1. Actually, I noticed my daughter has a better accent in English than I have, thanks to music and cartoons DVDs she's been watching. (I let her watch cartoons only in English, since she was about 2 years and a half, our majority language is Romanian). So yes, I agree with you, since you are the main/sole provider of the minority language, CDs/DVDs are very good to offer more 'language input'(and eventually the Ipad for us -- it has lots and lots of read-aloud stories - so you might want to look into that as well, for more language input).
    Funny thing, when my daughter watches Ben&Holly and Peppa Pig for a while, her accent becomes British, and when she turns to American show, she definitely sounds American.
    As for the French 'R', I have trouble pronouncing it and apparently, so does she. (I have been teaching her a bit of French, starting 6 months ago). Her French is fairly good, but without the nasal 'R'. I guess she's already a bit older and not catching on the accurate French accent from music/DVDs either, as she did with English accent (I started using English with her when she was 1).
    I have 2 videos of her here, in French, the second one is only audio and here's a funny video in English :)

    1. Those two clips are brilliant - thanks for posting the links. Your little girl really is doing amazingly well!!! Three languages...and I can't believe how quickly she picked up the French ... six short months from speaking no French to being able to chat with a native speaker!!! Her English is very good!!

      Thanks for your feedback on how DVds etc have worked in your house. I'm pleased to hear that it can and does work...the fact that your daughter's accent changes depending on which cartoon she has been watching is definitley testament to that :D

      I have visited your blog before...oh how I wish I could read Romanian :D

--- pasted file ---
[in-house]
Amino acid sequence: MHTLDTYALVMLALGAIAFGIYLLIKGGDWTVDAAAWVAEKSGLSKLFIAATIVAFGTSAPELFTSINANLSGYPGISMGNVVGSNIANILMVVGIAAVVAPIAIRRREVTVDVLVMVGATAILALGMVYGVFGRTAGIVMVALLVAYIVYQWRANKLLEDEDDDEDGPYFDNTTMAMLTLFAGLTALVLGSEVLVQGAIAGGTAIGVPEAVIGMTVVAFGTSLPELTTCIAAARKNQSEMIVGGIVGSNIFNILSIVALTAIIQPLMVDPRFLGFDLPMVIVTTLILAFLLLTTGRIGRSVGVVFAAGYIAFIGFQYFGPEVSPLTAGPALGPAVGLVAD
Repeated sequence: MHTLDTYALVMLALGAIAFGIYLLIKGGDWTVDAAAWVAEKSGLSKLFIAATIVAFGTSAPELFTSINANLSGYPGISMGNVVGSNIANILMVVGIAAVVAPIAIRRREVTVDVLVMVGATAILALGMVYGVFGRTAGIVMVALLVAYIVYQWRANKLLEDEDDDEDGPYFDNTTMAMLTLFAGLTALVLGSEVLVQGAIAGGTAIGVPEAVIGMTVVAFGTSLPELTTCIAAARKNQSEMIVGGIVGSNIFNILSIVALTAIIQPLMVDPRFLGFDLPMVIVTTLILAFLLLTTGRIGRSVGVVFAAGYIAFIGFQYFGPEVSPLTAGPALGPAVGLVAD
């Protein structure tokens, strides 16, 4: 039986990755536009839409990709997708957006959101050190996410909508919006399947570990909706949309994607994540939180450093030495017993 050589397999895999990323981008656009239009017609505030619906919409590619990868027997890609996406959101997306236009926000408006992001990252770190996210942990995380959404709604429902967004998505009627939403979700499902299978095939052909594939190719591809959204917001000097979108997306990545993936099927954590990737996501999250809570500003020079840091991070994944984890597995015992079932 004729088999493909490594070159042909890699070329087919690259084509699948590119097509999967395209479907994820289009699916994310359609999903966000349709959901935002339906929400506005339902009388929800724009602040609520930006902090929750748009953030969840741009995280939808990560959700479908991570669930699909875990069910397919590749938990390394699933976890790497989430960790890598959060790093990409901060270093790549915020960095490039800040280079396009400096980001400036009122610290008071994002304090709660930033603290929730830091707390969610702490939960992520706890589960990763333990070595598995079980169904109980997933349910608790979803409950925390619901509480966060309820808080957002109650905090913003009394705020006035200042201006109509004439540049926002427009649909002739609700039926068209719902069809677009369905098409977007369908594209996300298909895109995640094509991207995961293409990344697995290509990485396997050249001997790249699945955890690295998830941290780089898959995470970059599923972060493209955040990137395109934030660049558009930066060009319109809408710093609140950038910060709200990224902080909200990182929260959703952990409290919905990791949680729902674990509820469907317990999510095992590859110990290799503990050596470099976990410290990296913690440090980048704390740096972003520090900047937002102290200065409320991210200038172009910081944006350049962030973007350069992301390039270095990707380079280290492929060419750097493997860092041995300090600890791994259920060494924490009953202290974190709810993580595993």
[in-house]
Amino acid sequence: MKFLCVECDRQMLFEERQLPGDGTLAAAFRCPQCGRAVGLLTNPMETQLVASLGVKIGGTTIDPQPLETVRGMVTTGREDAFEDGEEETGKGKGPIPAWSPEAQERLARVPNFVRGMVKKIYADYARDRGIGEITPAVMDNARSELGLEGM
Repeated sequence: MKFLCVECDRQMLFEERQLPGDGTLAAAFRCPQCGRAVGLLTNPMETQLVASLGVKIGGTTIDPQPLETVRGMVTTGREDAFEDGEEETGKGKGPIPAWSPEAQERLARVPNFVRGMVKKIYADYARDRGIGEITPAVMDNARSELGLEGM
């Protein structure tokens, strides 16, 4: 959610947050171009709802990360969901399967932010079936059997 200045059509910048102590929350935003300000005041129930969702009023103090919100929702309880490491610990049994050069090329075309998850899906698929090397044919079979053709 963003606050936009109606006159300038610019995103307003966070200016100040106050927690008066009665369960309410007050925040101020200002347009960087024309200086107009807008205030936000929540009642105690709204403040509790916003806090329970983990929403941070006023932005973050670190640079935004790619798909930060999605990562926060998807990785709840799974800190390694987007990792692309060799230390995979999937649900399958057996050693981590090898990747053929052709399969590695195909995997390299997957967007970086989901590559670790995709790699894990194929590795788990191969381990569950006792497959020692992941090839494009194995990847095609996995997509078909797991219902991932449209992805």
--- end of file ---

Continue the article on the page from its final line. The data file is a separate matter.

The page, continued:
2. You know, this whole pronunciation issue is an interesting one. I speak French with a near-native accent, but my native tongue is English and I've only ever spoken to Zach for about 2 hours each day in French. Yet, his french pronunciation is almost perfect while in English he has several impediments, like he can't do the hard r so "red" comes out "wed", and has a tough time with th, sh and s sounds. I would have thought it would be the other way around...strange!

    on the subject of french children's radio - can you share your links? I have found one or two on the internet, but would love to know more, i am especially interested in sites that offer content like talk, not just music, as Z tends to not like music, believe it or not!!

    Merci bien!!!

    1. Hi Jennifer... thanks for your comment and for leading me to your blog - I had a good read of it last night and will be following your story with interest.

      As for the childrens radio channels... our favourite one is Radio Ouistiti

      If you have an iPhone, there is an App called TuneIn Radio which gives you access to tonnes of French children's radio stations. If you don't have access to this App, do let me know as I will happily list out the names of some of the stations.

  3. Thanks so much for the Ouistiti link - I'd never heard of it and will be tuning in tomorrow morning- i think it is too late our time as I see they have Queen Latifaah playing!;-)

    You know, I do have TuneIn and will check out the stations - thanks for the tip!!

    And thanks for looking at the blog - it is quite new but I am enjoying being part of this community!! The more I connect, the more it keeps me motivated to try new things with Zach and stay on top of all the great language resources - and share my own finds as well. Bonne nuit!